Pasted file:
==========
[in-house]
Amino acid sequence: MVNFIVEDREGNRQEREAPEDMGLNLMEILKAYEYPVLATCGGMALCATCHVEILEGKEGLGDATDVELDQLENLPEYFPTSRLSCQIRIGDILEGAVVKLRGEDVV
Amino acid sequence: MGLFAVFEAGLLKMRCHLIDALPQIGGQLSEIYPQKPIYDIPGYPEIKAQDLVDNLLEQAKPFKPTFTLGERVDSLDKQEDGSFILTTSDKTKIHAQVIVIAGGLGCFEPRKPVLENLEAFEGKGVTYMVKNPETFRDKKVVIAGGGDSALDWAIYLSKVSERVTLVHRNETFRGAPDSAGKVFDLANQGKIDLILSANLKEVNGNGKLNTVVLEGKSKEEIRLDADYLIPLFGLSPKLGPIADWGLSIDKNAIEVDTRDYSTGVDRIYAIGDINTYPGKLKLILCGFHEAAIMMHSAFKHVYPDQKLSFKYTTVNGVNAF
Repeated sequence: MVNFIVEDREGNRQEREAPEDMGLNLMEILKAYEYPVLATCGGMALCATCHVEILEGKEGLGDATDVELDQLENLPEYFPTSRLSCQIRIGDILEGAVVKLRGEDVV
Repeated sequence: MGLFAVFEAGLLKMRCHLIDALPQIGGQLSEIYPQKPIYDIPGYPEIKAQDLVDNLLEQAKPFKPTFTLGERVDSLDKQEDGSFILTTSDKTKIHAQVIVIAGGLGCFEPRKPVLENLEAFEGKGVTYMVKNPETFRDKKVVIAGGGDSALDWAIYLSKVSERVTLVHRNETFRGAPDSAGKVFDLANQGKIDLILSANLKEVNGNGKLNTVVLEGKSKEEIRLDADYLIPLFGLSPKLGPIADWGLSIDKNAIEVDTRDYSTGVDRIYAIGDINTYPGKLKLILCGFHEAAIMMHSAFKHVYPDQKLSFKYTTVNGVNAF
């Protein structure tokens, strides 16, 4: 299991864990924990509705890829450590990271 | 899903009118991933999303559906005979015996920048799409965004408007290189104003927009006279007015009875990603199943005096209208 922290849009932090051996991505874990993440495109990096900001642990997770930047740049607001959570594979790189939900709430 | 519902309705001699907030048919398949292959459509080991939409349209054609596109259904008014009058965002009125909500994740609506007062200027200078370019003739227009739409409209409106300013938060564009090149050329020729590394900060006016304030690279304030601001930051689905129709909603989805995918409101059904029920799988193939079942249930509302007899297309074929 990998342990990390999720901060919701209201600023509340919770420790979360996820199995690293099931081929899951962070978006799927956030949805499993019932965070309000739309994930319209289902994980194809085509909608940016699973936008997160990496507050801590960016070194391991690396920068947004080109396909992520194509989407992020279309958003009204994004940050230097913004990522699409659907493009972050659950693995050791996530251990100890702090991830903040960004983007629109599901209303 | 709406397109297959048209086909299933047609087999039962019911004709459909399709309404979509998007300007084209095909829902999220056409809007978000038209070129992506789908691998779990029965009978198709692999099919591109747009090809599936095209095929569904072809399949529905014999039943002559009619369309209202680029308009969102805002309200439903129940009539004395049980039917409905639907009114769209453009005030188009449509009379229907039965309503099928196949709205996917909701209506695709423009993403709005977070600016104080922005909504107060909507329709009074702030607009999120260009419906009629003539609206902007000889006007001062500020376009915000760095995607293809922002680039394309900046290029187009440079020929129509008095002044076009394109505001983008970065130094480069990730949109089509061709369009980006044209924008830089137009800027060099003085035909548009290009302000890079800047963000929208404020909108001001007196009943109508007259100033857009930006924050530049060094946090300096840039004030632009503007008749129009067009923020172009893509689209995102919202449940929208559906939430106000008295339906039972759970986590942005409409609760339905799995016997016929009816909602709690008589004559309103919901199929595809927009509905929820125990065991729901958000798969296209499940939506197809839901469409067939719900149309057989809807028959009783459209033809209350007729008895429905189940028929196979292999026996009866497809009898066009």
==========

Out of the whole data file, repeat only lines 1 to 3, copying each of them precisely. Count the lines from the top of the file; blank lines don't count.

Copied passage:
[in-house]
Amino acid sequence: MVNFIVEDREGNRQEREAPEDMGLNLMEILKAYEYPVLATCGGMALCATCHVEILEGKEGLGDATDVELDQLENLPEYFPTSRLSCQIRIGDILEGAVVKLRGEDVV
Amino acid sequence: MGLFAVFEAGLLKMRCHLIDALPQIGGQLSEIYPQKPIYDIPGYPEIKAQDLVDNLLEQAKPFKPTFTLGERVDSLDKQEDGSFILTTSDKTKIHAQVIVIAGGLGCFEPRKPVLENLEAFEGKGVTYMVKNPETFRDKKVVIAGGGDSALDWAIYLSKVSERVTLVHRNETFRGAPDSAGKVFDLANQGKIDLILSANLKEVNGNGKLNTVVLEGKSKEEIRLDADYLIPLFGLSPKLGPIADWGLSIDKNAIEVDTRDYSTGVDRIYAIGDINTYPGKLKLILCGFHEAAIMMHSAFKHVYPDQKLSFKYTTVNGVNAF